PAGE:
H. B. Rodecker, an enterprising and successful druggist of Ramona, was born near Eureka, Illinois, on the 22d of August, 1874, and was taken by his parents, William B. and Leona (Hellen) Rodecker, to Newton, Harvey county, Kansas, in 1880. The mother is a niece of the late Cecil Rhodes, multi-millionaire and statesman of South Africa. The father was a tinner by trade and followed that pursuit until 1889, when the family removed to Oklahoma City and he entered the employ of W. J. Pettie, a hardware merchant, conducting a business that has since been developed into a large wholesale enterprise. Mr. Rodecker was associated with the house for six years and then went to Los Angeles, where he is now living retired. He passed the seventy-seventh milestone on life’s journey on the 30th of March, 1922. He makes his home with his son, F. E., who is engaged in the grocery business in southern California. Mr. Rodecker was born in Peoria, Illinois, while his wife was born at the wharf in New York harbor, when her parents landed from England. She died at Shawnee, Oklahoma, February 14, 1904. The only daughter of the family, Lulu Mable Rodecker, died in Shawnee in 1903. H. B. Rodecker attended the public schools of Newton and was graduated from the high school with the class of 1888. Later he took up the...Read More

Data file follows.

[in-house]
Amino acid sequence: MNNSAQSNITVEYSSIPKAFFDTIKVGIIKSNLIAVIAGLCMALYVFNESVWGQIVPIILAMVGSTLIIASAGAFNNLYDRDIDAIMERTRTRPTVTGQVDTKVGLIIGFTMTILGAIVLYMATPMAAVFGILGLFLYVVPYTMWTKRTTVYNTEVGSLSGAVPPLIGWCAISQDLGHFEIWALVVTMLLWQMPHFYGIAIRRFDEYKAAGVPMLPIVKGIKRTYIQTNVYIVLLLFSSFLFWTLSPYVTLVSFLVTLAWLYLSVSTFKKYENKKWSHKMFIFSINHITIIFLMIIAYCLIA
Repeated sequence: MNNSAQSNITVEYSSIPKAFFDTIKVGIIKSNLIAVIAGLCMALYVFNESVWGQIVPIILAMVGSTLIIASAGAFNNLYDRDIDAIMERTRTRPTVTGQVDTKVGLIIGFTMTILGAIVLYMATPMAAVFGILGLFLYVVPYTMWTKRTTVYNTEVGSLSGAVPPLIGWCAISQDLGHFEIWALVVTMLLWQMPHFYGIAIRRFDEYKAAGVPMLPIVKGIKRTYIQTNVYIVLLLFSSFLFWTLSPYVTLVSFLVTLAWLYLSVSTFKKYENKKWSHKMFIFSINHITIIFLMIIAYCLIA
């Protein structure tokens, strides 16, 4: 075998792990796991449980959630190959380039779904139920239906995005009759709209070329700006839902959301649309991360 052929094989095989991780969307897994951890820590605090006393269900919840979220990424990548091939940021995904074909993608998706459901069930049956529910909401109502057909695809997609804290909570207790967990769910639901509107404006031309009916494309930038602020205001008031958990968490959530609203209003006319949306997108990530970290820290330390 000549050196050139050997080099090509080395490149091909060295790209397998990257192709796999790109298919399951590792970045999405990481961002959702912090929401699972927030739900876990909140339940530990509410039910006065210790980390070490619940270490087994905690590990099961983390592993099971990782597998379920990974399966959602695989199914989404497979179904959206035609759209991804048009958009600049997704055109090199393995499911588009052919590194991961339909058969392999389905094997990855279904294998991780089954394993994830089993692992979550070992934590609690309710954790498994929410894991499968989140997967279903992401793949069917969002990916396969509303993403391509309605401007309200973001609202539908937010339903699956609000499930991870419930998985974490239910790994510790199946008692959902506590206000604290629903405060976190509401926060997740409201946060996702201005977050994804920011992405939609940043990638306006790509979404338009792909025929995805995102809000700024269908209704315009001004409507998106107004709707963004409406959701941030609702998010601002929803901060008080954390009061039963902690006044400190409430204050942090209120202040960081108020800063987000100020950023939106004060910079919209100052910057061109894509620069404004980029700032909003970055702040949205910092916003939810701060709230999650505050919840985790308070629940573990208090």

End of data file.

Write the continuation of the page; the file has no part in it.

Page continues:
Hon. A. E. Craver, a leading member of the Washington county bar for many years, was connected with the work of the courts both as lawyer and lawmaker and was representing his district in the state legislature at the time of his death, on January 29, 1922, leaving the impress of his individuality upon the legislative history of Oklahoma. He was born in Marshall County, Indiana, September 17, 1866, and was a son of George Washington and Eliza (Gray) Craver, the former a native of Hagerstown, Maryland, while the latter was born in Baltimore, that state. The father was a farmer by occupation, specializing in the raising of live stock, and his’ demise occurred on the 1st of May, 1906, while the mother also passed away in that year. In the acquirement of an education Mr. Craver attended the public schools of Marshall county, Indiana, after which he entered the law department of the University of Indiana and was graduated from that institution of learning with the class of 1887. He began his business career as a money lender in western Kansas, after which he took charge of the legal business of the American Transportation Company. He next entered the oil business in Kansas and in 1902 came to Oklahoma, settling in Bartlesville, where he continued his oil operations, also engaging in the practice of law. He had visited...Read More